Where Dreams Descend (Kingdom of Cards, #1) by Janella AngelesIn a city covered in ice and ruin, a group of magicians face off in a daring game of magical feats to find the next headliner of the Conquering Circus, only to find themselves under the threat of an unseen danger striking behind the scenes.

As each act becomes more and more risky and the number of missing magicians piles up, three are forced to reckon with their secrets before the darkness comes for them next.

The Star: Kallia, a powerful showgirl out to prove she’s the best no matter the cost

The Master: Jack, the enigmatic keeper of the club, and more than one lie told

The Magician: Demarco, the brooding judge with a dark past he can no longer hide

Where Dreams Descend is the startling and romantic first book in Janella Angeles’ debut Kingdom of Cards fantasy duology where magic is both celebrated and feared, and no heart is left unscathed. (taken from Amazon)

Thank you to Netgalley for providing me with this book in exchange for my honest opinion. This book will be available for purchase on June second.

I was interested in this book because a review said that fans of The Night Circus would love it. I must say, I have no idea why the review said that, since the two books are so incredibly different. However, I still found this book to be incredibly enjoyable.

Kallia is a very powerful magician. When the book opens, she works for the enigmatic Jack (also known as The Master) in a club known as Hell House. She lives on his estate, a pampered but lonely existence. Kallia dreams of leaving and travelling to the city of Glorian. When she sees a flyer advertising a competition for magicians she seizes her chance, despite Jack’s warnings against leaving.

Kallia is the only female in the competition, and it is clear from the beginning that she is not wanted. Strange doings start and what began as a competition turns into something far deadlier.

What makes this book stand out are the fantastic characters. On top of Kallia, there’s Canary, a fire eater; Aaros, a thief-turned-magician’s assistant; and Demarco, a judge from the competition who’s hiding something. And, of course, there’s Jack. I didn’t love Kallia because she’s so convinced that everyone is against her. She’s very prickly. However, it made her incredibly interesting. The other characters were all very well-developed. Jack is my favorite. He’s such a mystery. There’s obviously more to him than is revealed in this book, and I can’t wait to see where his story-line goes.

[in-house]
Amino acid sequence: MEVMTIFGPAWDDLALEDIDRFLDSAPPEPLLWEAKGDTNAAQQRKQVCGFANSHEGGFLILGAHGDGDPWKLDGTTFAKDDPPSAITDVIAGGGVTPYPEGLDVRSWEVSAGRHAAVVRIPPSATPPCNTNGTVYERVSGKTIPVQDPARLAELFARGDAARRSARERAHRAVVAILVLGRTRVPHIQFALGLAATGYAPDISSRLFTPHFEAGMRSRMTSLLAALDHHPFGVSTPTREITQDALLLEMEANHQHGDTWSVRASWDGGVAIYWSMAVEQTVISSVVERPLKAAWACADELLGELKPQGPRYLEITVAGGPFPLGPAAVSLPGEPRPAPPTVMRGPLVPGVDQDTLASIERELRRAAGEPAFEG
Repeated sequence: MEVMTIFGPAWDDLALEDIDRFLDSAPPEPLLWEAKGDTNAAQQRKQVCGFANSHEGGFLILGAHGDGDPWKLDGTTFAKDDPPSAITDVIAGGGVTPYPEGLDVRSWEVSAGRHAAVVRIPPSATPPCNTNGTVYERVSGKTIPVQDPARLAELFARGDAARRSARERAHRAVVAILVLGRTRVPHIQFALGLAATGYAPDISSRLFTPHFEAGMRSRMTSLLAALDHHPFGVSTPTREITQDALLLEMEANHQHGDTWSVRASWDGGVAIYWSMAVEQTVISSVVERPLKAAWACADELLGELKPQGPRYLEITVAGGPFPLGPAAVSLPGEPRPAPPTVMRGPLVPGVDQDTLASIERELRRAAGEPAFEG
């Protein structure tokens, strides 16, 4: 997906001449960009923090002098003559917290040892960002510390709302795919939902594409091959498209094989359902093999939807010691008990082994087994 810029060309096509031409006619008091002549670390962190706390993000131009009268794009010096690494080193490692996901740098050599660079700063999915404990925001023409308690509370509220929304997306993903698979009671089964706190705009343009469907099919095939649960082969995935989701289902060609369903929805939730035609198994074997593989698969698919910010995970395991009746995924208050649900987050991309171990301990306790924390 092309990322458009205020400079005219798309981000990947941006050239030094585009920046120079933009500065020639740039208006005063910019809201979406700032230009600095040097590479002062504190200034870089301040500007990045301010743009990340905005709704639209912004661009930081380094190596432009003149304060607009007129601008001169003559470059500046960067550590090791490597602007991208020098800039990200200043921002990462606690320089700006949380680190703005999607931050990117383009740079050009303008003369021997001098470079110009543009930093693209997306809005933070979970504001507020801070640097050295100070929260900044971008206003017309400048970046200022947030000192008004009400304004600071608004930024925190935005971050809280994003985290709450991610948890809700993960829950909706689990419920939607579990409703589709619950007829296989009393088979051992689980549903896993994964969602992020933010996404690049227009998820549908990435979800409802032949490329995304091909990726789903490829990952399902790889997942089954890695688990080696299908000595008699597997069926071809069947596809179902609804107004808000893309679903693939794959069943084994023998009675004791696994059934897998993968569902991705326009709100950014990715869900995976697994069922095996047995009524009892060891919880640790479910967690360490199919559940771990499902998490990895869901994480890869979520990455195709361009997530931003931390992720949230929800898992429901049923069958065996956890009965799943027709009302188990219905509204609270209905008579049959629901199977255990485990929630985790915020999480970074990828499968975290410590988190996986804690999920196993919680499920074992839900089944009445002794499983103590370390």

This book ends on a cliff hanger, so if that’s a pet peeve of yours, you might want to wait for the sequel to be released before reading it. I loved it, though. The stakes were raised and there are loose ends waiting to be tied up. If the sequel continues in the vein of this book, it’s going to be a doozy.

This book was a blast. I highly recommend it.

The Age of Witches by Louisa Morgan- ARC Review

Amazon.com: The Age of Witches: A Novel (9780316419512): Morgan ...

In Gilded Age New York, a centuries-long clash between two magical families ignites when a young witch must choose between love and loyalty, power and ambition, in this magical novel by Louisa Morgan.
In 1692, Bridget Bishop was hanged as a witch. Two hundred years later, her legacy lives on in the scions of two very different lines: one dedicated to using their powers to heal and help women in need; the other, determined to grasp power for themselves by whatever means necessary.
This clash will play out in the fate of Annis, a young woman in Gilded Age New York who finds herself a pawn in the family struggle for supremacy. She’ll need to claim her own power to save herself-and resist succumbing to the darkness that threatens to overcome them all. (taken from Amazon)